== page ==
Let’s get technical: Erectile Dysfunction (ED), or impotence, is the inability to get and keep an erection firm enough for sex. Male sexual arousal is a complex process that involves the brain, hormones, emotions, nerves, muscles, and blood vessels. ED can result from a problem with any of these. Stress and mental health concerns can also cause or worsen erectile dysfunction. Sometimes a combination of physical and psychological issues causes ED; a minor physical condition that slows your sexual response might cause anxiety about maintaining an erection, and resulting anxiety can lead to or worsen ED.
In many cases there is a physical cause like:
• Heart disease
• Clogged blood vessels (atherosclerosis)
• High cholesterol
• High blood pressure (hypertension)
• Diabetes (diabetic neuropathy)
• Metabolic syndrome is a condition involving increased blood pressure, high insulin levels, body fat around the waist and high cholesterol
• Parkinson’s disease
• Multiple sclerosis
• Kidney disease
• Certain prescription medications including antidepressants, antihistamines, and medications to treat high blood pressure, pain or prostate conditions
• Tobacco use which restricts blood flow to veins and arteries causing chronic health conditions
• Peyronie’s disease is a development of scar tissue inside the penis
• Alcoholism and other forms of substance abuse
• Sleep disorders
• Treatments for prostate cancer or enlarged prostate
• Surgeries or injuries that affect the pelvic area or spinal cord, particularly if they damage the nerves or arteries that control erections
• Low testosterone
Put your big boy pants on and get a physical exam. Your doctor will listen to your heart and lungs, check your blood pressure, and examine your testicles and penis. They may also recommend a rectal exam to check your prostrate.
The brain plays a key role in triggering the series of physical events that cause an erection. A number of things can interfere with sexual feelings like:
• Depression, anxiety or other mental health conditions
• Post-traumatic stress disorder (PTSD)
• Relationship problems due to stress, poor communication or other concerns
Talk therapy can help here by discovering:
• major stress or anxiety factors
• your feelings around sex
• subconscious conflicts that could be affecting your sexual well-being
Some questions that you may be asked include:
• How long have you been experiencing ED? Did it come on suddenly or gradually?
• Are you having any problems with feeling sexual desire, ejaculating, or reaching orgasm?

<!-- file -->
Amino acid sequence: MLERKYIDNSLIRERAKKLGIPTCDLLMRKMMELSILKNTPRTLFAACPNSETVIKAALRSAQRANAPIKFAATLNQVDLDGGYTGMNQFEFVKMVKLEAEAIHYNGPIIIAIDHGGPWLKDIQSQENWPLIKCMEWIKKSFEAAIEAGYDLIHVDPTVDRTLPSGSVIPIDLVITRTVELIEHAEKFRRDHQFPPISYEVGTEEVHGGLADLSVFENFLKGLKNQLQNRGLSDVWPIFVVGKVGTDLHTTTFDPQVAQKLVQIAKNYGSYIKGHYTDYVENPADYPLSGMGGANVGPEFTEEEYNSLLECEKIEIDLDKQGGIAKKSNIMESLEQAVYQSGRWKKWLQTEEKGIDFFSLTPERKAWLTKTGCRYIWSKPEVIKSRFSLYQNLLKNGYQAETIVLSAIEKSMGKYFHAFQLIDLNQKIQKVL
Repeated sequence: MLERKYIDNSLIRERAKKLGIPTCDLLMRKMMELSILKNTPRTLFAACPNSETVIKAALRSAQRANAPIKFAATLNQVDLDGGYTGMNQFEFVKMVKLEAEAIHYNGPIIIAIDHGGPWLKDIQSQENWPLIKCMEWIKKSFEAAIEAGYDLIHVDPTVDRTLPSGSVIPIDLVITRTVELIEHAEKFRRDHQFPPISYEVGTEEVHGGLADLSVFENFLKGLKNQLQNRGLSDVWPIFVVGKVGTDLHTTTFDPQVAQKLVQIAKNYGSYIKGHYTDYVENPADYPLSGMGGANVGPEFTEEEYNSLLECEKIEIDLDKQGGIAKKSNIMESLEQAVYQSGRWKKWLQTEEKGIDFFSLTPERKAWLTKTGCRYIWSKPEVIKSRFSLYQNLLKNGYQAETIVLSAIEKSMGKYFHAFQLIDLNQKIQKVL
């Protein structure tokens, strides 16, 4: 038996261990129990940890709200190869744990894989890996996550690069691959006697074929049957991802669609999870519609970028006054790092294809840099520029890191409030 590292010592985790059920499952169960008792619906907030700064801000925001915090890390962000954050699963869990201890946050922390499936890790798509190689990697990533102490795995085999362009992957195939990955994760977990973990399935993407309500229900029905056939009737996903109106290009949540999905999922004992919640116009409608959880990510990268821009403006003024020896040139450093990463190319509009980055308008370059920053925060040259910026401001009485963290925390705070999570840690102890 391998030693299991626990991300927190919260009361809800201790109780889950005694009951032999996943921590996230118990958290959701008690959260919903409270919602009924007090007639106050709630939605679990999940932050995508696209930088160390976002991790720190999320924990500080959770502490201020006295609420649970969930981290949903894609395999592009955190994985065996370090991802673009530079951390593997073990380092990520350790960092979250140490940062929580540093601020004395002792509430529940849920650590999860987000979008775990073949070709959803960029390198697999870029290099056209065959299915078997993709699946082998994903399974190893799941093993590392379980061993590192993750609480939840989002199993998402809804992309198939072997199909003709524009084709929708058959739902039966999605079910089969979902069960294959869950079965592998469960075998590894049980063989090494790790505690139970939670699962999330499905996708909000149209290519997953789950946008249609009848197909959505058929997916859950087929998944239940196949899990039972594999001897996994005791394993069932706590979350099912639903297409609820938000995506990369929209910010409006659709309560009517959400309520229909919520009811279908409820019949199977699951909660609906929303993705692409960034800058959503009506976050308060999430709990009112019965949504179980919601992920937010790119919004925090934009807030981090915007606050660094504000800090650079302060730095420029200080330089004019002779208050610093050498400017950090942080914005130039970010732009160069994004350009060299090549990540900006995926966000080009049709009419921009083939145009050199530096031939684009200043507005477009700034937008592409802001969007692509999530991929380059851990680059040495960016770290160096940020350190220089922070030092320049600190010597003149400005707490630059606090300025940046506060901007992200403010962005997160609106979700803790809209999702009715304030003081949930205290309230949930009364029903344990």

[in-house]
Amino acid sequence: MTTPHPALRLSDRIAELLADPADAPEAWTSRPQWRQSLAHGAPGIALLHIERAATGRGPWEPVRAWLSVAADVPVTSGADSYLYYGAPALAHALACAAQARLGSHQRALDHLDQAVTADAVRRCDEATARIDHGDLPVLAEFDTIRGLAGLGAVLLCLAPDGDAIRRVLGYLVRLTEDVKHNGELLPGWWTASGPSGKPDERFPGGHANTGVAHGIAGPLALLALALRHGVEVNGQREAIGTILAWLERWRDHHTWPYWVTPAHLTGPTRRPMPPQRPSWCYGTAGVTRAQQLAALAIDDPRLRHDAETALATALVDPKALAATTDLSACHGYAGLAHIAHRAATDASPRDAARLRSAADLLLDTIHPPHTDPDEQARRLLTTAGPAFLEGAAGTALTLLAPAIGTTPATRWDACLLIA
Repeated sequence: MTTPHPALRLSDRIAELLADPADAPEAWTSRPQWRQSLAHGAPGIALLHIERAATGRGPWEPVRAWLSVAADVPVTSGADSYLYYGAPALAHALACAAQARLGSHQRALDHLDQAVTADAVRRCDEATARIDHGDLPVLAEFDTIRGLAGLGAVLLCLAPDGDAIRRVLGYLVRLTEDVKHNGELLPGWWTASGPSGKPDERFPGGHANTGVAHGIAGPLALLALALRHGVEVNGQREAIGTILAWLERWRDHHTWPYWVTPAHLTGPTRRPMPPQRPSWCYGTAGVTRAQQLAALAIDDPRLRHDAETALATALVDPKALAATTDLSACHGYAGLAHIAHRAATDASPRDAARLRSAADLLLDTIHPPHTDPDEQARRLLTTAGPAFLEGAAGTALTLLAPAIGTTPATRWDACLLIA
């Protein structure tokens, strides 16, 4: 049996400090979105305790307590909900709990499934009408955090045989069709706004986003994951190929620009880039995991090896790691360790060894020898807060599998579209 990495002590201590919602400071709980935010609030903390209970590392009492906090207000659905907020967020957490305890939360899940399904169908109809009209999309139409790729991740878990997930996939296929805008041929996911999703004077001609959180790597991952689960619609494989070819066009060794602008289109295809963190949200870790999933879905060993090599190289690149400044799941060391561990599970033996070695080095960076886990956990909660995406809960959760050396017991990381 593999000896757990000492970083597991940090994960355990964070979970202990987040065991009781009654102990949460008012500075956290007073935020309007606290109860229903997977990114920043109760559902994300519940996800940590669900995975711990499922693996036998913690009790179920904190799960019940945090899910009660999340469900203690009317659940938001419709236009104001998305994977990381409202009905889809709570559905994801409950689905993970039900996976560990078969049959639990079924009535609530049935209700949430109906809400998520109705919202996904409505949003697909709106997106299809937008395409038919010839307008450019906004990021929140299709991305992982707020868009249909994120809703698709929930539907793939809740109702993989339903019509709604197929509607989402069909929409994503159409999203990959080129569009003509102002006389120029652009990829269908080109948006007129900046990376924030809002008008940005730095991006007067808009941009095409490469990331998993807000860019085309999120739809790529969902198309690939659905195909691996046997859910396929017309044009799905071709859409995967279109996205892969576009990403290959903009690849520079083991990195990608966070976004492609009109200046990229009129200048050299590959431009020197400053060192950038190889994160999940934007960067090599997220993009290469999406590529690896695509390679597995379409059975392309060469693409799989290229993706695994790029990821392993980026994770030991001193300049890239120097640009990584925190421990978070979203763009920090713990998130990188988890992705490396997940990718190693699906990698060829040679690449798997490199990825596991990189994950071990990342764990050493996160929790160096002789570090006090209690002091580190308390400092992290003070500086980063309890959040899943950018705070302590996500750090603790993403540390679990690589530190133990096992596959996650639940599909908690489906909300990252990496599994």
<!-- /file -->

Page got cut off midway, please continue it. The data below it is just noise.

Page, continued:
• How often do you have sex? Has this frequency changed recently?
• How firm are your erections? Is this affected by particular situations or types of stimulation?
• Do you wake up in the morning or in the middle of the night with erections?
• How’s your current relationship? What expectations do you and your partner have for each other? Have there been any changes?
• Have you recently been experiencing a lot of stress?
• What medications are you currently taking? Do you use tobacco, alcohol, or nonprescription drugs?
• Do you have any underlying conditions or have you had any surgery on or injury to your pelvic area?
ED can be caused by only one of these factors, physical and psychological, or by several of them. Consult your doctor so that they can rule out or treat any underlying medical conditions.
As you get older, erections take longer to develop and might not be as firm. You might need more direct touch to your penis to get and keep an erection. Also, sorry lads, your penis does naturally shrink.
The best way to prevent erectile dysfunction is to make healthy lifestyle choices and to manage any existing health conditions:
• Work with your doctor to manage diabetes, heart disease or other chronic health conditions
• See your doctor for regular checkups and medical screening tests
• Stop smoking, limit or avoid alcohol, and don’t use illegal drugs
• Exercise regularly
• Take steps to reduce stress
• Get help for anxiety, depression or other mental health concerns
Your doctor may prescribe medication to help. The following oral medications stimulate blood flow to your penis:
• Avanafil (Stendra)
• Sildenafil (Viagra)
• Tadalafil (Cialis)
• Vardenafil (Levitra, Staxyn)
• Alprostadil (Caverject, Edex, MUSE) can be administered as a penile suppository or as a self-injection at the base or side of the penis.
• Testosterone therapy (TRT) may also be recommended if you have low levels of testosterone.
• Vacuum pumps uses the creation of a vacuum to stimulate an erection by blood being drawn into the penis by a device. A plastic tube is placed over your penis, then a pump creates the vacuum by drawing air out of the plastic tube, an elastic ring at the base of your penis functions to maintain the erection by holding the blood in the penis and preventing it from returning to circulation.
• Ultrasound can be used to examine the blood vessels of the penis to determine if there’s a problem with penile blood flow.
• Nocturnal penile tumescence (NPT) test. A portable, battery-powered device, worn on the thigh, is used to evaluate the quality of your nocturnal erections. Data is stored in the device, which your doctor can access later.
• Injection test. During this test, a medication is injected into your penis to stimulate an erection. This allows your doctor to evaluate the firmness of the erection and how long it lasts.
• Urine tests can be used to check for diabetes or other underlying health conditions.
• Blood tests can be used to check for conditions such as diabetes, heart disease, thyroid issues, and low testosterone.
Now where are those big boy pants? If your butt is puckering at the thought of your doctor’s probing, then start with diet, exercise, and healthy lifestyle (including yoga, meditation, and massage) changes first.
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